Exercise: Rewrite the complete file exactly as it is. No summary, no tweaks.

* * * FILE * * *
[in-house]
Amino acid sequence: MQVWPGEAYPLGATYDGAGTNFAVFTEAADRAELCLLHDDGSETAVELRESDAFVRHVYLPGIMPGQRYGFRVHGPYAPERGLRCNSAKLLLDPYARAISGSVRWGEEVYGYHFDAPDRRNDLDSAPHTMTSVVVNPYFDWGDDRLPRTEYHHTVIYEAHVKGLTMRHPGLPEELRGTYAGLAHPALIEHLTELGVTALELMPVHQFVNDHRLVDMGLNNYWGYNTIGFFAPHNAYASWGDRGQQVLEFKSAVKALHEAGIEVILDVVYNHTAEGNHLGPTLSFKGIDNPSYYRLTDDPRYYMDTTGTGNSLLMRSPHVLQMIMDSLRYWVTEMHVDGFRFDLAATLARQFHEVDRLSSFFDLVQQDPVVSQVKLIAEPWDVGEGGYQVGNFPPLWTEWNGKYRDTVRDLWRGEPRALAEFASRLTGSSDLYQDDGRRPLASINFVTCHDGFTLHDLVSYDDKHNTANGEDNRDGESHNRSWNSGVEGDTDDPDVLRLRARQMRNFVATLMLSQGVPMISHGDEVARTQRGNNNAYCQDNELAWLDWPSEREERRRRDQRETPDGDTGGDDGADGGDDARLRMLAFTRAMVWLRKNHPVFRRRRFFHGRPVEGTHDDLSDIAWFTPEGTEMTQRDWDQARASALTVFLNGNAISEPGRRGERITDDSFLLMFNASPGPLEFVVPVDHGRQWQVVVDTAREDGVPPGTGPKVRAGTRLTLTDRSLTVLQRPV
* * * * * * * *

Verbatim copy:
[in-house]
Amino acid sequence: MQVWPGEAYPLGATYDGAGTNFAVFTEAADRAELCLLHDDGSETAVELRESDAFVRHVYLPGIMPGQRYGFRVHGPYAPERGLRCNSAKLLLDPYARAISGSVRWGEEVYGYHFDAPDRRNDLDSAPHTMTSVVVNPYFDWGDDRLPRTEYHHTVIYEAHVKGLTMRHPGLPEELRGTYAGLAHPALIEHLTELGVTALELMPVHQFVNDHRLVDMGLNNYWGYNTIGFFAPHNAYASWGDRGQQVLEFKSAVKALHEAGIEVILDVVYNHTAEGNHLGPTLSFKGIDNPSYYRLTDDPRYYMDTTGTGNSLLMRSPHVLQMIMDSLRYWVTEMHVDGFRFDLAATLARQFHEVDRLSSFFDLVQQDPVVSQVKLIAEPWDVGEGGYQVGNFPPLWTEWNGKYRDTVRDLWRGEPRALAEFASRLTGSSDLYQDDGRRPLASINFVTCHDGFTLHDLVSYDDKHNTANGEDNRDGESHNRSWNSGVEGDTDDPDVLRLRARQMRNFVATLMLSQGVPMISHGDEVARTQRGNNNAYCQDNELAWLDWPSEREERRRRDQRETPDGDTGGDDGADGGDDARLRMLAFTRAMVWLRKNHPVFRRRRFFHGRPVEGTHDDLSDIAWFTPEGTEMTQRDWDQARASALTVFLNGNAISEPGRRGERITDDSFLLMFNASPGPLEFVVPVDHGRQWQVVVDTAREDGVPPGTGPKVRAGTRLTLTDRSLTVLQRPV